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What is Inflammation and What Are Risk Factors For Chronic Inflammation?

Last updated on August 18, 2023

What is inflammation in the body?

Acute inflammation is a natural immune response to an injury or illness. It is part of the immune system response that helps with the healing process. Acute inflammation is generally short-lived and resolves quickly.

Chronic inflammation is more concerning. The effects linger, leaving the body in a constant state of panic. Over time, chronic inflammation will start to have a negative impact on tissues and organs. It can stick around for months or even years and can cause systemic diseases. Chronic Inflammatory diseases are the leading cause of death WORLDWIDE. Around the world, 60% of deaths are due to chronic inflammatory diseases

These include: 

  • Stroke
  • Cardiovascular disease
  • chronic respiratory diseases: COPD, Emphysema
  • Cancer
  • Obesity
  • Diabetes. 

These conditions are largely preventable.

Several risk factors promote an inflammatory response. These include:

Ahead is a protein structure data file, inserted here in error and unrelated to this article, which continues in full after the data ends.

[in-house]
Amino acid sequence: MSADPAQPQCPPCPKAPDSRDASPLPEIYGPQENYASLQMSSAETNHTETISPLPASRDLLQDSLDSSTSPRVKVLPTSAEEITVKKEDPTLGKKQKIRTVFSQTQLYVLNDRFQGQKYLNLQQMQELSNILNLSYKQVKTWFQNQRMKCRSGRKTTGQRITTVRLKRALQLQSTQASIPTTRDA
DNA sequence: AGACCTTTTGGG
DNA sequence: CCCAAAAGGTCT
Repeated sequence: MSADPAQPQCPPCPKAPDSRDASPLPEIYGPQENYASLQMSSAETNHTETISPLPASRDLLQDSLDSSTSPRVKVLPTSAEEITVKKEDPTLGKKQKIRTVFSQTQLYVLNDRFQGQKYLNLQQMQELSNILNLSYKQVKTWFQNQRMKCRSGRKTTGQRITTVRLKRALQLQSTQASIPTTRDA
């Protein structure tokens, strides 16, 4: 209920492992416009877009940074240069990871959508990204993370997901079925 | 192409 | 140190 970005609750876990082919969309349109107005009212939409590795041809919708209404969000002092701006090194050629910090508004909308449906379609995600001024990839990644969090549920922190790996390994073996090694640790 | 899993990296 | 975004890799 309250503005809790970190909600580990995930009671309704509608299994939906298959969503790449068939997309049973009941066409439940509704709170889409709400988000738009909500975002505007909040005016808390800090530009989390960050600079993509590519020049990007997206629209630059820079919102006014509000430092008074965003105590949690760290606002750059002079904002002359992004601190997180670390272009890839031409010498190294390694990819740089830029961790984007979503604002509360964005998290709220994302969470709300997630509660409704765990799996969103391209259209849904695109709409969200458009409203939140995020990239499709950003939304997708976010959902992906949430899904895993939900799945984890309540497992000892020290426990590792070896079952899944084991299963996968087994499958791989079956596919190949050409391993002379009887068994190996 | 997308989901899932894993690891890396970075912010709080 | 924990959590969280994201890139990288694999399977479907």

Age:

Increasing age is positively correlated with elevated levels of several inflammatory molecules. The age-associated increase in inflammatory molecules may be due to mitochondrial dysfunction or free radical accumulation over time and other age-related factors like an increase in visceral body fat.

Obesity:

Fat tissue is an endocrine organ, it secretes multiple hormones that promote inflammation within the body. Studies have shown that body mass index is proportional to the amount of pro-inflammatory cytokines secreted.

Diet:

Diet rich in saturated fat, trans-fats, or refined sugar is associated with higher production of pro-inflammatory molecules, especially in individuals with diabetes or overweight individuals.

Smoking:

Cigarette smoking is associated with lowering the production of anti-inflammatory molecules. Smoking forces the lungs into a constant inflammatory state.

Low Sex Hormones:

Studies show that sex hormones like testosterone and estrogen can suppress the production and secretion of several pro-inflammatory markers and it has been observed that maintaining healthy levels of these hormones can reduce the risk of several inflammatory diseases.

Stress and Sleep Disorders

Both physical and emotional stress is associated with inflammatory cytokine release. Stress can also cause sleep disorders. Since individuals with irregular sleep schedules are more likely to have chronic inflammation than consistent sleepers, sleep disorders are also considered as one of the independent risk factors for chronic inflammation.

Want to know more? Register for our FREE upcoming webinar on the 23rd August at 7pm

This information is general in nature and does not substitute tailored advise to you. Please book a consultation to learn more about how we can help you.

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